Sunday, 7 Aug 2022

E.P.A. to Block Pesticide Tied to Neurological Harm in Children

WASHINGTON — The Biden administration announced on Wednesday that it is banning a common pesticide, widely used since 1965 on fruits and vegetables, from use on food crops because it has been linked to neurological damage in children.

The Environmental Protection Agency said this week it would publish a regulation to block the use of chlorpyrifos on food. One of the most widely used pesticides, chlorpyrifos is commonly applied to corn, soybeans, apples, broccoli, asparagus and other produce.

The new rule, which will take effect in six months, follows an order in April by the Ninth Circuit Court of Appeals that directed the E.P.A. to halt the agricultural use of the chemical unless it could demonstrate its safety.

Labor and environmental advocacy groups estimate that the decision will eliminate more than 90 percent of chlorpyrifos use in the country.

In an unusual move, the new chlorpyrifos policy will not be put in place via the standard regulatory process, under which the E.P.A. first publishes a draft rule, then takes public comment before publishing a final rule. Rather, in compliance with the court order, which noted that the science linking chlorpyrifos to brain damage is over a decade old, the rule will be published in final form, without a draft or public comment period.

The announcement is the latest in a series of moves by the Biden administration to re-create, strengthen or reinstate more than 100 environmental regulations.

“Today E.P.A. is taking an overdue step to protect public health,” the agency’s head, Michael S. Regan, said. “Ending the use of chlorpyrifos on food will help to ensure children, farmworkers, and all people are protected from the potentially dangerous consequences of this pesticide.”

Environmental organizations, health advocates and groups representing farm workers have long sought to stop the use of the chlorpyrifos, after studies showed exposure to the pesticide was linked to lower birth weights, reduced I.Q.s and other developmental problems in children. Studies traced some of those health effects to prenatal exposure to the pesticide.

Several of those groups last year petitioned the E.P.A. to reverse a Trump-era decision not to ban the use of the chemical.

“Pesticides like chlorpyrifos haunt farm workers, especially parents and pregnant women,” said Elizabeth Strater, director of strategic campaigns for United Farm Workers of America, one of the groups on the petition. “They don’t hug their kids until they change clothes, they wash their laundry separately. When they miscarry, or when their children have birth defects or learning disabilities, they wonder if their work exposures harmed their children.”

“It took far too long, but children will no longer be eating food tainted with a pesticide that causes intellectual learning disabilities,” said Patti Goldman, an attorney at Earthjustice, another group that signed on to the federal petition. “Chlorpyrifos will finally be out of our fruits and vegetables.”

Several states — including California, Hawaii, New York and Maryland — have banned or restricted the use of chlorpyrifos, and the attorneys general of those states, as well as those of Washington, Vermont and Massachusetts, joined the petition.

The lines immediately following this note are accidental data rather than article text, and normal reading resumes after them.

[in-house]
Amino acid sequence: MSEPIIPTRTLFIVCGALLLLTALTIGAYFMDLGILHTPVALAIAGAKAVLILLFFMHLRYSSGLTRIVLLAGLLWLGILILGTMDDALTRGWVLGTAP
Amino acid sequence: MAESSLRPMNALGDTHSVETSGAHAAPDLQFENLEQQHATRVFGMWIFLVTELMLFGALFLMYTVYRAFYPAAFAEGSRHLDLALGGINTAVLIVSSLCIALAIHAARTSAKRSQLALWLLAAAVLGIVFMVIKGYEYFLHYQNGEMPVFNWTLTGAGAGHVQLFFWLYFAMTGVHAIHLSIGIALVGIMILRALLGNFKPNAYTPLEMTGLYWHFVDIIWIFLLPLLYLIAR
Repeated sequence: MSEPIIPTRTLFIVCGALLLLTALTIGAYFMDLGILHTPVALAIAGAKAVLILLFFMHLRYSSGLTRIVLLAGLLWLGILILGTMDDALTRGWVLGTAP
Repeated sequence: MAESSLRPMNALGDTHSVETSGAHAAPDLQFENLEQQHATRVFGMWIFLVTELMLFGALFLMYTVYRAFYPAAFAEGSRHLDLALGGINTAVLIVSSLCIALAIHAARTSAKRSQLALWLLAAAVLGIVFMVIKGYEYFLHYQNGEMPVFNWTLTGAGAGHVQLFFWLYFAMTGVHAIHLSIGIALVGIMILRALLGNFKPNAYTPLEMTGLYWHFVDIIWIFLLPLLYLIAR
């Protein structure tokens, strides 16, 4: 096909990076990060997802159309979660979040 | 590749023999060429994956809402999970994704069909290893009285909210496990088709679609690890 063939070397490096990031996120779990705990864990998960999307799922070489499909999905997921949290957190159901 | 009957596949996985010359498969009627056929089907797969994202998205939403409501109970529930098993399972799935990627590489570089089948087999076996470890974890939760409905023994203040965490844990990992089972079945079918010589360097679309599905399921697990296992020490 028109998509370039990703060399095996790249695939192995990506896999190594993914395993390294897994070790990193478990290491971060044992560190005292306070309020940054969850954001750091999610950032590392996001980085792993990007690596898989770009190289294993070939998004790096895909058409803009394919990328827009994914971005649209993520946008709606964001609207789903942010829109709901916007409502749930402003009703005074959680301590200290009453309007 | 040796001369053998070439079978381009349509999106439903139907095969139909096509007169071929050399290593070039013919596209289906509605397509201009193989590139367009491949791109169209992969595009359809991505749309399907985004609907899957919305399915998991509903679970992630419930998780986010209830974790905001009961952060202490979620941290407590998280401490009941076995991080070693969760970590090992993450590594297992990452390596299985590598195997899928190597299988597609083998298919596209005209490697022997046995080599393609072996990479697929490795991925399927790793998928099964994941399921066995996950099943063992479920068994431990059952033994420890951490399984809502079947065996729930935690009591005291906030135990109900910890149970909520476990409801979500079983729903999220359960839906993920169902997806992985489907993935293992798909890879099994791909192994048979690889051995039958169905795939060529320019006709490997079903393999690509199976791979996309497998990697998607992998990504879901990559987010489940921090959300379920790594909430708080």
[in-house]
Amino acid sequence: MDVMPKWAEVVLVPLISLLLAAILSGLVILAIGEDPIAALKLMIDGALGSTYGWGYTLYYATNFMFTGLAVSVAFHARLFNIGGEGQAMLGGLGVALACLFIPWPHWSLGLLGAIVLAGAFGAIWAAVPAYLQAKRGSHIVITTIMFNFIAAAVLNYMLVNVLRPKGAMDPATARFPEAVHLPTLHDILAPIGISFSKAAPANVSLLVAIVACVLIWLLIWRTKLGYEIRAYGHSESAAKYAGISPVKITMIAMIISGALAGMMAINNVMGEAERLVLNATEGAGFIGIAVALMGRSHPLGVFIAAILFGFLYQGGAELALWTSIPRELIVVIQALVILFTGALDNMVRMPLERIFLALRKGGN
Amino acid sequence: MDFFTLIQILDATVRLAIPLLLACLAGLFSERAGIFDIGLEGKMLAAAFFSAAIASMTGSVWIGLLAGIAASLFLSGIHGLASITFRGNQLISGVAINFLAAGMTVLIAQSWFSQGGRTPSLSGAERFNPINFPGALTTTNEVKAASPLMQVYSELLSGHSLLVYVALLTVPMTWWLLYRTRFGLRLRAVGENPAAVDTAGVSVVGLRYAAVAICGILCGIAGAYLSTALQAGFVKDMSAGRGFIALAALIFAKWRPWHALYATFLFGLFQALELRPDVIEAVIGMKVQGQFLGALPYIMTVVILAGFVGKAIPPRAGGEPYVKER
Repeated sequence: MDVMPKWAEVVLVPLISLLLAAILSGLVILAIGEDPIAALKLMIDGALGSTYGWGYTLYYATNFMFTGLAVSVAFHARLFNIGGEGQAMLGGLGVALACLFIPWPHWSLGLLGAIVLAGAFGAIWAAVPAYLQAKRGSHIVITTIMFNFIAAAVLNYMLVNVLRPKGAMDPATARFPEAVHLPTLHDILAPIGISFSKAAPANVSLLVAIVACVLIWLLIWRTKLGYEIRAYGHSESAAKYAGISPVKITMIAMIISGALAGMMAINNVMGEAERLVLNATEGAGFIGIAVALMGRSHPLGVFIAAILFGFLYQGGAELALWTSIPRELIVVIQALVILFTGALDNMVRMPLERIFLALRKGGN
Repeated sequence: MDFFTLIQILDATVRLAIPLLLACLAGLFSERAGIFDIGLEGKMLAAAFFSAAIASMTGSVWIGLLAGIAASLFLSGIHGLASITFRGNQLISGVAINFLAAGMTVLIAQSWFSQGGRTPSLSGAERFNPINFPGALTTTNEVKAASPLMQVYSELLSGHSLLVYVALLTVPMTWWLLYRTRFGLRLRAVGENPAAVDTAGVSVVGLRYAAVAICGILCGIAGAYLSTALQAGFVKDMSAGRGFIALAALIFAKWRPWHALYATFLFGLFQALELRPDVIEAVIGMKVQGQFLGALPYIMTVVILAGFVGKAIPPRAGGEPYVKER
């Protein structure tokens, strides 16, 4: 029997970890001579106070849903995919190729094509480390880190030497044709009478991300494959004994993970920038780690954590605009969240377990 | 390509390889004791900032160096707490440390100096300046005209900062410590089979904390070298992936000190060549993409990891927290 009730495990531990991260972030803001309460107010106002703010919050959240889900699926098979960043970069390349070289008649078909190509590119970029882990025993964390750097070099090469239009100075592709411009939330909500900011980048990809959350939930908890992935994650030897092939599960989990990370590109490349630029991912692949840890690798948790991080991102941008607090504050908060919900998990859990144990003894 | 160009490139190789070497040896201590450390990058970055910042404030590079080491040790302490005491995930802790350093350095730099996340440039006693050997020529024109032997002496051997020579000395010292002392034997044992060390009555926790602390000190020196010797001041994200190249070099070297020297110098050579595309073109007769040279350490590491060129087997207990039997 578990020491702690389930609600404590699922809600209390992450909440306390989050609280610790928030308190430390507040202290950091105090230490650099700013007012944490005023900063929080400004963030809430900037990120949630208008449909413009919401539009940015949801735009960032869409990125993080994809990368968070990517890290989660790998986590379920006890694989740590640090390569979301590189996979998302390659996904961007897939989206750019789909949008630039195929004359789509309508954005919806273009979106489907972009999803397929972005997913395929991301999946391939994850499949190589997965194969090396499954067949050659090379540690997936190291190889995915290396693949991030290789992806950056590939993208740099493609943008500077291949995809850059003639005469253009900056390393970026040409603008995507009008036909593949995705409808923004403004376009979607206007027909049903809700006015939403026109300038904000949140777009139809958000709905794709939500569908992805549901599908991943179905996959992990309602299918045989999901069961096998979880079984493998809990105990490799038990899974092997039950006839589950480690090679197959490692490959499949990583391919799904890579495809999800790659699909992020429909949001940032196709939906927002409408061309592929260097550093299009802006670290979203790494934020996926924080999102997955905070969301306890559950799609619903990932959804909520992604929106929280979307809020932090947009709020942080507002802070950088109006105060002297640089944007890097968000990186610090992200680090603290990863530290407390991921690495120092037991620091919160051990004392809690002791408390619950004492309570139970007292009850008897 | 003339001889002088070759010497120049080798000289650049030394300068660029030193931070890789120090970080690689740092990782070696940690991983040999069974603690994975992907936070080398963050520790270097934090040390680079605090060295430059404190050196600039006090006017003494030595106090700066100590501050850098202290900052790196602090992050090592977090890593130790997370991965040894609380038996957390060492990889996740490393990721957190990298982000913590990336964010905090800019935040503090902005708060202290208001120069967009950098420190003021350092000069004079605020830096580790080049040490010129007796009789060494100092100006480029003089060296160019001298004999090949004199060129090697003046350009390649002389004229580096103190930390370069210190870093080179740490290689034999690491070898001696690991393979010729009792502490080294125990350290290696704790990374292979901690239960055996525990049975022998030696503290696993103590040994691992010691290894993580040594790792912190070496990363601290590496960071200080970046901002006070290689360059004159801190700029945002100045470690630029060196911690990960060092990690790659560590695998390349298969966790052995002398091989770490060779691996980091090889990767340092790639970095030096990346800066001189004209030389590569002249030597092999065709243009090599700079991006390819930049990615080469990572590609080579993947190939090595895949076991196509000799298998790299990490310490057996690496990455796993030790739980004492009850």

The Obama administration began the process of revoking all uses of the pesticide in 2015 but, in 2020, the Trump administration ignored the recommendations of E.P.A. scientists and kept chlorpyrifos on the market. That set off a wave of legal challenges.

Those challenges concluded with the court order in April, which gave the E.P.A. a deadline of Aug. 20 to either demonstrate that chlorpyrifos does not harm children or to legally end its use on food crops.

“It is very unusual,” Michal Freedhoff, the E.P.A. assistant administrator for chemical safety and pollution prevention, said of the court’s directive. “It speaks to the impatience and the frustration that the courts and environmental groups and farmworkers have with the agency.”

“The court basically said, ‘Enough is enough,’” Ms. Freedhoff said. “Either tell us that it’s safe, and show your work, and if you can’t, then revoke all tolerances.”

The decision is expected to lead to criticism by the chemical industry and farm lobby, which worked closely with the Trump administration ahead of its decision to keep chlorpyrifos in use.

“The availability of pesticides, like chlorpyrifos, is relied upon by farmers to control a variety of insect pests and by public health officials who work to control deadly and debilitating pests like mosquitoes,” said Chris Novak, the chief executive of CropLife America, an agricultural chemical company, at the time of Trump decision.

Pesticide products that include chlorpyrifos include the brands Hatchet, manufactured by Dow AgroSciences; Eraser, manufactured by Integrated Agribusiness Professionals; and Govern, manufactured by Tenkoz.

Chlorpyrifos will still be permitted for nonfood uses such as on golf courses, turf, utility poles and fence posts as well as in cockroach bait and ant treatments.

In a withering attack on the Trump administration E.P.A., Judge Jed S. Rakoff of the Ninth Circuit wrote on behalf of the court that, rather than ban the pesticide or impose restrictions, the agency “sought to evade, through one delaying tactic after another, its plain statutory duties.”

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